The most important part of treating patients with croup is maintaining an open airway. If a child wakes up in the middle of the night with croup, he or she should be taken to the bathroom. The door should be closed and the shower turned on to allow the bathroom to steam up. The parent should then sit in the steamy bathroom with the child. The moist, warm air should assist the child in breathing within 15 to 20 minutes, though the child will still have the barking cough. For the rest of that night and for two to three nights following, a humidifier or cold-water vaporizer should be placed in the child's room. If another attack of croup recurs that night or the next, the steam treatment should be repeated. If the steam does not work, sometimes taking the child outside, where he or she can inhale the cool, moist night air will be enough to improve breathing. Though a study in the early 2000s cast some doubt on the efficacy of using steam or mist, it does seem to be helpful for most children with croup. Parents may also give acetaminophen to reduce fevers and increase the child's comfort level. Cough medicines should usually be avoided.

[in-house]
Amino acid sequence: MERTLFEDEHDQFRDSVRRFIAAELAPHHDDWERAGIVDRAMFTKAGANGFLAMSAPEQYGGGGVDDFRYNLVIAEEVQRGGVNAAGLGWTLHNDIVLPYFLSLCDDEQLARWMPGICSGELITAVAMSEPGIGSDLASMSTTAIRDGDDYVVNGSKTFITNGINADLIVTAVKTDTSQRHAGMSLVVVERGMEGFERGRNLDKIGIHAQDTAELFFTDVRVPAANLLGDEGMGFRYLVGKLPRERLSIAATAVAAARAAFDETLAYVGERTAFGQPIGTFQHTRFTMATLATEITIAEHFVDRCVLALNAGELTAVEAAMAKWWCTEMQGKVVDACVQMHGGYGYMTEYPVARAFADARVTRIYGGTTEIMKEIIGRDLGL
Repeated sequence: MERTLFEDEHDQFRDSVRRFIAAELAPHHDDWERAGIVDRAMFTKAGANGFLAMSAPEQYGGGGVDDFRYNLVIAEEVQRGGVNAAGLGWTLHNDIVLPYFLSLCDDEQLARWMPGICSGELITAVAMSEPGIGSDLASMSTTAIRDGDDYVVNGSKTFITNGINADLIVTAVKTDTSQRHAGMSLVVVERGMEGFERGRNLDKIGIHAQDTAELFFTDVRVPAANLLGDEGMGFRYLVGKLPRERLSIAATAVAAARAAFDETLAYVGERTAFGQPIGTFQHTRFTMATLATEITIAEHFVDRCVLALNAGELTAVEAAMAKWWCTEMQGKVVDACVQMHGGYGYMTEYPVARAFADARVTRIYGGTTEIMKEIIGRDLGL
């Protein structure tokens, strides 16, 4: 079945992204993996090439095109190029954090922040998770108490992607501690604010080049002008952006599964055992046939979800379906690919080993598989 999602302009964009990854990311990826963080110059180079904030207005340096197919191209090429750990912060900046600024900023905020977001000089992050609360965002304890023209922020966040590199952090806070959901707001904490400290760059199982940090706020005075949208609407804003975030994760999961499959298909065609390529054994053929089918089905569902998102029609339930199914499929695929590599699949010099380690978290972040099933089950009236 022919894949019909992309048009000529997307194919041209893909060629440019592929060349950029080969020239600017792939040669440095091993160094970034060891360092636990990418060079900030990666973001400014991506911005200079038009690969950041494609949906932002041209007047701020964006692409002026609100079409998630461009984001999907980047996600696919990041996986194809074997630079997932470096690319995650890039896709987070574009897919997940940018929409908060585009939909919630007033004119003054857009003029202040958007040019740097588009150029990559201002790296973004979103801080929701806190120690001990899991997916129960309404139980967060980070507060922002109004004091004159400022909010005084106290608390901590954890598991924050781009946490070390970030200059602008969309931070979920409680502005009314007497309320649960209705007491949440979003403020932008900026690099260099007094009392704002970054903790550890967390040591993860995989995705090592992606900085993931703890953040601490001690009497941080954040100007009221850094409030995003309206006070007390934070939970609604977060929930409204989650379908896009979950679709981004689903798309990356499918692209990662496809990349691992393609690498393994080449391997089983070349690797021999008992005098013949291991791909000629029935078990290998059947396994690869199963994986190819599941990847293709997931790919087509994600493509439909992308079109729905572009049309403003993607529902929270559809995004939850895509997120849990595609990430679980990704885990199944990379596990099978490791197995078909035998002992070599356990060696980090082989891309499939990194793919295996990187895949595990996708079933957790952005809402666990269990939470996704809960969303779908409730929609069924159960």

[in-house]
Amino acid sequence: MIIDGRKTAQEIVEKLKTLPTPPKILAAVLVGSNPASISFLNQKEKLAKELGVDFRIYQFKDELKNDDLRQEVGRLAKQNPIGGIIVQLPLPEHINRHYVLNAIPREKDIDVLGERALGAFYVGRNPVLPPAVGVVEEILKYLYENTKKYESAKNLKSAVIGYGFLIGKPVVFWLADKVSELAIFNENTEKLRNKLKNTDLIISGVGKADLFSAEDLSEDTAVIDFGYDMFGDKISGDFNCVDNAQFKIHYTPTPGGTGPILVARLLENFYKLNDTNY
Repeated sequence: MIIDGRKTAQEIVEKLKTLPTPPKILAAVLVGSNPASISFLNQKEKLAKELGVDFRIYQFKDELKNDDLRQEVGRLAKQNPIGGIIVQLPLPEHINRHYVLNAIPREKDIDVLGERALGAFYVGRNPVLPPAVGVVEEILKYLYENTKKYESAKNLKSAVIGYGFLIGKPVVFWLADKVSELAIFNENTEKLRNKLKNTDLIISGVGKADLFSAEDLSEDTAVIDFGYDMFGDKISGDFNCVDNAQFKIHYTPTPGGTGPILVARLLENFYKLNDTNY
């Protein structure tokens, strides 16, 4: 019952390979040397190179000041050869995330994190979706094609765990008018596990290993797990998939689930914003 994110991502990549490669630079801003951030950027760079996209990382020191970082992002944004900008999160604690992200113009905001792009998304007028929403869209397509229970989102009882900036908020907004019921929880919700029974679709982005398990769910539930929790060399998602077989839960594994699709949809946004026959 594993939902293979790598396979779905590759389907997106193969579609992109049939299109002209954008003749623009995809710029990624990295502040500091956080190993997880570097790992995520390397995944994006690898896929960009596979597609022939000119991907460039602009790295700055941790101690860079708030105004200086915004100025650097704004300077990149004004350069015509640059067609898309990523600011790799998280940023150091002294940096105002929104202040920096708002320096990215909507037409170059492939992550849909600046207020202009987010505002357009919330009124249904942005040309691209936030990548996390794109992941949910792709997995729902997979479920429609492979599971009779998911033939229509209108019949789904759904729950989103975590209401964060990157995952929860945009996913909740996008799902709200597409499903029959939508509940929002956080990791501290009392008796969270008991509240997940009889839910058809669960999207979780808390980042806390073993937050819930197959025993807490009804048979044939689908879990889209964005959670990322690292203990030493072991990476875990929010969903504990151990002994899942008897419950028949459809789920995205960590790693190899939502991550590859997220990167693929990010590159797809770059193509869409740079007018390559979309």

Several other treatments are possible if the croup is severe enough to warrant the child's being seen by a physician. Aerosolized racemic epinephrine as well as oral dexamethasone (a steroid) may be used to help shrink the upper airway swelling. A bacterial infection will require antibiotics. If the airway becomes increasingly obstructed, the child may require intubation (the placing of a tube through the nose or mouth through the larynx into the main air passage to the lungs.) If the patient is dehydrated, intravenous fluids will be administered.